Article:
Figure 3: DLR 1 Year Weather Data

 

Understanding the transmission line with help of DLR real time data brings in intelligence and can also help to identify if there is a real need of CAPEX investment for new lines.

 

Uprate or Reconductoring:

While DLR provides a quick solution to increase the power flow on a line, a more permanent solution to increase capacity is by reconductoring the transmission line. A number of high-performance conductors (HPC) are available, which have higher current limits and operating temperatures as compared to ACSR conductor. The line capacity can be increased by 2 to 2.5 times using such conductors. HPC conductors can be chosen such that they have lower weight and better sad performance as compared to existing conductor on the line. This allows the conductor to be changed without need of any modification in the existing tower and foundations of the transmission line. Figure-5 shows the comparative performance of these HPC conductors with respect to ACSR conductor. The conductors on the extreme right on the curve are from the HTLS (high temperature low sag) subset of HPC conductors. They offer highest increase in ampacity with better efficiency in terms of A/mm2 of Aluminium. ACCC (or Aluminium Conductor with Carbon Composite Core) are the most efficient conductors with best performance n terms of increase in ampacity, sag performance as well as better losses.

Figure 5: Comparison of HPC HTLS Conductors with respect to ACSR

 

Figure-4 compares the diameter, weight, resistance, ampacity and sag of various HPC conductors, equivalent to ACSR Zebra conductor. It is clear that ACCC conductor provides lowest sag and highest ampacity and the best power loss for same current. Its weight is also less as compared to corresponding ACSR conductor, thereby ensuring suitability to replace existing ACSR conductor on a line on the same tower. In many cases with old lines, due to growth of habitation, the available ground clearances below lines are no longer safe. Reduced sag achieved post reconductoring can help to improve these clearances, thereby improving the safety for the population near the line.

Figure 4: Conductor Parameters Comparative with respect to 220 kV ACSR Zebra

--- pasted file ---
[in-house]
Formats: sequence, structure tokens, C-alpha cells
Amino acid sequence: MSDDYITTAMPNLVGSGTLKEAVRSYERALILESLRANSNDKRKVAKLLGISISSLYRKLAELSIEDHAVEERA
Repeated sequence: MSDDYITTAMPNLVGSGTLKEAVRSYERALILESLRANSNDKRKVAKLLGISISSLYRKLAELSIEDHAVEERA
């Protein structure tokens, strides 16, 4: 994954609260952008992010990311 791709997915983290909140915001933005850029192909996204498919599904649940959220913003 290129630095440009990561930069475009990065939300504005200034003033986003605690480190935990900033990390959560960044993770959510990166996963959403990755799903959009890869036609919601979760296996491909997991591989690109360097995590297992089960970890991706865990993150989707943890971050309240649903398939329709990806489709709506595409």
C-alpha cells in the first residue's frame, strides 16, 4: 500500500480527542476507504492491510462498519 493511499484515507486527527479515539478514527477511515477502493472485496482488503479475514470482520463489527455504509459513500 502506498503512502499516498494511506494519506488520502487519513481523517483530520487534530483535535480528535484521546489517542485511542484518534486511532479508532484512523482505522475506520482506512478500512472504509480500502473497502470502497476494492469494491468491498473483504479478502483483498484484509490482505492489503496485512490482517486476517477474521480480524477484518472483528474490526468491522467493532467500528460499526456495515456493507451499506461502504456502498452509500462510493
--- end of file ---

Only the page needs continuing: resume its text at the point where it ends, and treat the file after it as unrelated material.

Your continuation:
Reconductoring of a line can be carried out much faster as compared to building a new line for increasing the capacity. Reconductoring is done on existing corridor and does not call for additional ROW, thereby avoiding any related risk of execution delays. The reconductoring process requires few hours of shutdown daily and line can be temporarily charged (with due precautions) during remaining hours till work resumes the next day.

Live Line Reconductoring:

Uprate/upgrade is generally done by taking power shutdown of the existing line. Such shutdown schedule depends on power demand and varies with every day, causing variation in the execution plan. Hence, project execution requires daily coordination with system operator.

It is possible to uprate the transmission line without power shutdown and ensure uninterrupted power to the customers. This is possible using live-line reconductoring techniques. The need for same arises where no ROW is available for building a new line, no parallel line is available for power diversion loads served are critical (such as industry, hospitals, other essential services, etc.) where availing shutdown is practically ruled out.

One such live-line reconductoring work was executed successfully by Sterlite Power Transmission Limited, a first in India. In the city of Bengaluru, a 66 kV transmission line, passing through the very congested corridor, was reconductored to double its power transfer capacity. Figure-6 depicts the congested corridor of the line on which live-line reconductoring was carried out.

Figure 6: Congested Corridor of the Line

Protective Tower Coating:

Reconductoring increases the power capacity of the corridor and makes the line good for increasing loads for many years, with generally no modification required on the line towers. However, in few cases old towers might be suffering from corrosion (see figure-7) due to exposure to elements over long years.

Figure 7: Rusted Member of the tower structure

Continued corrosion deteriorates the health of the tower which may result in tower failure and consequent risk of disruption in the power supply. When the galvanized structure loses its zinc coating, the deterioration of the structure rapidly enhances due to exposed surface to the atmosphere. The life of such structure becomes unpredictable and prone to failures. In order to avoid such failures due to ageing or corrosion, regular painting of the towers is necessary. Many of such paint jobs do not last long enough.